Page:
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Philippine Army Air Corps

Ceremony at William F. Marquat, and Maj. LeGrande A. Diller.

The Philippine Army Air Corps was created in 1935 as the air component of the Philippine Army. It was the predecessor of the Philippine Air Force, created in 1947.

Contents

  • History 1
  • Aircraft 2
    • As of 8 December 1941 2.1
      • Fighters 2.1.1
      • Bombers 2.1.2
      • Noncombatant 2.1.3
    • Aircraft of the Imperial Japanese Army Air Force 2.2
  • Organization of The Philippine Army Air Corps as of 8 December 1941 3
  • See also 4
  • References 5
  • Bibliography 6

History

The Air Corps was created by the Philippine National Assembly's National Defense Act of 1935 in its first legislative act.[1]

General Douglas MacArthur, convinced by his friend Philippine President-elect Manuel L. Quezon and with President Roosevelt's agreement to leave his position as Chief of Staff and become Military Adviser to the Commonwealth Government.[2] MacArthur was given wide authority to deal directly with the United States Secretary of War, his successor as the Army Chief of Staff and the United States Army Philippine Department and its commander Major General Lucius R. Holbrook who had been directed that his most important peace time mission was assisting MacArthur in forming a Philippine force capable of defending the islands.[2] MacArthur selected Majors Dwight D. Eisenhower and James B. Ord as his assistants who, with a special committee at the Army War College, prepared plans to form the national defense of the Philippine Commonwealth with a completion target of independence in 1946.[2] That plan called for a small regular army with divisions of about 7,500 men, conscription with all men between twenty-one and fifty years of age eligible, with a ten-year training program to build a reserve army, a small air force and a fleet of torpedo boats capable of repelling an enemy.[3]

The air corps was targeted to have by independence in 1946 approximately 100 bombers and additional tactical support aircraft to be used with the Off Shore Patrol of torpedo boats in coastal defense.[4] When war came the corps had around 40 aircraft and 100 pilots,[5] 500 personnel, and six squadrons. In August 1941, the PAAC was inducted into the United States Army and incorporated into the Far East Air Force.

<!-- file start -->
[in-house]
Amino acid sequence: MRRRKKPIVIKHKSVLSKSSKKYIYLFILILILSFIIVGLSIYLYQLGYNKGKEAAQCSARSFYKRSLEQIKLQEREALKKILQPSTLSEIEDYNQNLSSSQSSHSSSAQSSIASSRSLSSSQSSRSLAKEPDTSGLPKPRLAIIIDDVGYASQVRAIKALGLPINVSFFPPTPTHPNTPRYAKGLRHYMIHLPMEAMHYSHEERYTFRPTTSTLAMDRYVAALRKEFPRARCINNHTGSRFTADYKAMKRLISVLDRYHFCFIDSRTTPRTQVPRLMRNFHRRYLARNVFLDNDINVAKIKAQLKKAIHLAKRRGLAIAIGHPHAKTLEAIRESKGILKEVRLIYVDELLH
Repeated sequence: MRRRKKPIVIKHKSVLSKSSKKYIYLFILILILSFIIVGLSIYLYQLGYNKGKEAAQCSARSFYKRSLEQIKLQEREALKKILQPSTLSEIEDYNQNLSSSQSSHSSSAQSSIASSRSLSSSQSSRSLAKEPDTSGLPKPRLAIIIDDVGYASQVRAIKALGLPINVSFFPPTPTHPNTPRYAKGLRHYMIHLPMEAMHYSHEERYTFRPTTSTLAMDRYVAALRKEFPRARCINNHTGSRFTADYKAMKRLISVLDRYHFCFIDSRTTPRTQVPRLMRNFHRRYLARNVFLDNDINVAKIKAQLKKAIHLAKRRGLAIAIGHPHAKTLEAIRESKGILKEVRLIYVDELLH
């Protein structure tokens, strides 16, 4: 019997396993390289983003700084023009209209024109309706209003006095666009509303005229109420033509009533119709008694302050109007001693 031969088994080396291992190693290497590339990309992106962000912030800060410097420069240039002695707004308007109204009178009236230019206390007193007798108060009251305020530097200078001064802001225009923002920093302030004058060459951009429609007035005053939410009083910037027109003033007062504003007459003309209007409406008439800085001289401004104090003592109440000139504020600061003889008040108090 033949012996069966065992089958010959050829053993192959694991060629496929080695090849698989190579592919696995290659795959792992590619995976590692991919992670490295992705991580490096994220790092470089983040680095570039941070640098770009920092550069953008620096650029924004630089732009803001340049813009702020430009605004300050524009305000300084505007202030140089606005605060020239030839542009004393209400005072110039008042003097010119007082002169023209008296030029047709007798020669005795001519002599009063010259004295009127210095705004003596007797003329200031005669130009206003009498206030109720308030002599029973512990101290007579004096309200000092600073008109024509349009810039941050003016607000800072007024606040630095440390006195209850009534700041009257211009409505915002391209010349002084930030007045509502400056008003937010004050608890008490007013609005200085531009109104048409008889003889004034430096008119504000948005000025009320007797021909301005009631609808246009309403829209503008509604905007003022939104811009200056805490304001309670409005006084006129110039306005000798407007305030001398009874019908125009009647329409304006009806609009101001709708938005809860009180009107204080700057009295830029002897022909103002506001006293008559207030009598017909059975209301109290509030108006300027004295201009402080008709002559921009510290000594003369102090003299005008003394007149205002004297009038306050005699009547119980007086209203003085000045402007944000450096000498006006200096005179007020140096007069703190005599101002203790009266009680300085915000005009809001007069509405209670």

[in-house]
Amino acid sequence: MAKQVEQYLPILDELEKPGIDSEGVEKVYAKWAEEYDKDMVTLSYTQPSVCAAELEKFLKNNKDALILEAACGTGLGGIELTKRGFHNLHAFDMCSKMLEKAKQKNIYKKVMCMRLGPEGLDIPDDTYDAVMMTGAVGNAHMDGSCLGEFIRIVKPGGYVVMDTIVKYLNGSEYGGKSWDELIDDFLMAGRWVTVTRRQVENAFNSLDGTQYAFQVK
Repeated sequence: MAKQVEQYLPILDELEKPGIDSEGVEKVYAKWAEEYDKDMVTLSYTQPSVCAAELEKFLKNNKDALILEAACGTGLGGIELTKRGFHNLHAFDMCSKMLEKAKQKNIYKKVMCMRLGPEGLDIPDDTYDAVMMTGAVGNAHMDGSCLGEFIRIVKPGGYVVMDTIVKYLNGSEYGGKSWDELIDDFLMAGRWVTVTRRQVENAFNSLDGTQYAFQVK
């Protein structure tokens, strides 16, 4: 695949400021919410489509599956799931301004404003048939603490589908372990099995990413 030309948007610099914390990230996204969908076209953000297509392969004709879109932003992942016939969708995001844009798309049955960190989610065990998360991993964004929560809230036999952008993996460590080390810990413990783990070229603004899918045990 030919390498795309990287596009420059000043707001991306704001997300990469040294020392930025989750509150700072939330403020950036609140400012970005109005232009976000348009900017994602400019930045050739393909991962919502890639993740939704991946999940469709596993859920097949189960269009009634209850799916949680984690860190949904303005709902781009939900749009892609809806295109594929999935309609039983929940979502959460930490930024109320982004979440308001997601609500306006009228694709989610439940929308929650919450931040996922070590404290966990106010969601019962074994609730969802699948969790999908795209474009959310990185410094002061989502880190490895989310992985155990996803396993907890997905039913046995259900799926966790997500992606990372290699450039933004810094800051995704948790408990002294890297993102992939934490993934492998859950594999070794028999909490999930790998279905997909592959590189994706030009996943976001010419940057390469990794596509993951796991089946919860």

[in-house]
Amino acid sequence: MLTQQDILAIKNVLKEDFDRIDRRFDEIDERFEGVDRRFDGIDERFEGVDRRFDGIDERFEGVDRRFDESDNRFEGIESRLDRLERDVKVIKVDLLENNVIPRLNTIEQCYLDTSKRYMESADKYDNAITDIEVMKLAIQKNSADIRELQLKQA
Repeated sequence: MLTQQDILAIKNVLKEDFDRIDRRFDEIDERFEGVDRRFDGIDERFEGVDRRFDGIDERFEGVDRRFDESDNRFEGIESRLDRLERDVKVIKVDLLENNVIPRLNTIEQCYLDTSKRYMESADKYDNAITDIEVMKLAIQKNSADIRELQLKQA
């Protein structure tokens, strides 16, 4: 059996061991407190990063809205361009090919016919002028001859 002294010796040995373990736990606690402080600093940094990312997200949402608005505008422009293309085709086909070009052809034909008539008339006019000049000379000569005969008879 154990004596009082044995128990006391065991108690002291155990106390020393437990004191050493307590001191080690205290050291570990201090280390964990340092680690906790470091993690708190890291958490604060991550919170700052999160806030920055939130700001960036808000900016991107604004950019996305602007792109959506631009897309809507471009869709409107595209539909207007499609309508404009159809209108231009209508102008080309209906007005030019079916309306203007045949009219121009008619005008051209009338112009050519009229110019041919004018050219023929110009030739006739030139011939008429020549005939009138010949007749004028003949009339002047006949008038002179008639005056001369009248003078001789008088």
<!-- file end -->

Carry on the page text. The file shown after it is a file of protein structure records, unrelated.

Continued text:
The first Philippine Army airfield (Zablan Airfield) was built outside of Manila, Luzon in 1935. At this time only three pilot trainers were available in the Philippines. Courses in flying and technical training were given in the mainland United States to selected students. After the war the airfield was closed and became Camp Emilio Aguinaldo.

On 31 July 1941 the corps consisted of 2,132 enlisted troops, under the command of 275 officers:

Aircraft

As of 8 December 1941

Numbers in () indicate number of aircraft that were usable, where records are available.

Fighters

Bombers

Noncombatant

Aircraft of the Imperial Japanese Army Air Force

These aircraft were part of the 26th Sentai of the Imperial Japanese Army Air Service stationed during World War II:[6]

Organization of The Philippine Army Air Corps as of 8 December 1941

  • Philippine Army Air Corps Headquarters
    • 1st Training Squadron
    • Zosa's Depot Detachment
    • Ramos' Depot Detachment
    • Sebastian's Airbase Detachment
    • 5th Photo Detachment
    • 6th Interceptor Squadron
    • Ebuen's Instruction Squadron
    • de Leon's Airbase Detachment
    • 9th Observation Squadron
    • 10th Bombardment Squadron
    • Aya-ay's Airbase Detachment
    • Primary Flying School
    • Basic & Advanced Flying School
    • Philippine Army Air Corps Supply

See also

References

  1. ^ Morton 1993, p. 10.
  2. ^ a b c Morton 1993, p. 9.
  3. ^ Morton 1993, pp. 9—10.
  4. ^ Morton 1993, p. 11.
  5. ^ Morton 1993, p. 13.
  6. ^ http://www.pacificwrecks.com/airfields/philippines/zablan/index.html

Bibliography

  • Morton, Lewis (1993). The War in the Pacific: The Fall Of The Philippines. United States Army In World War II. Washington, D.C.: Center Of Military History, United States Army.  
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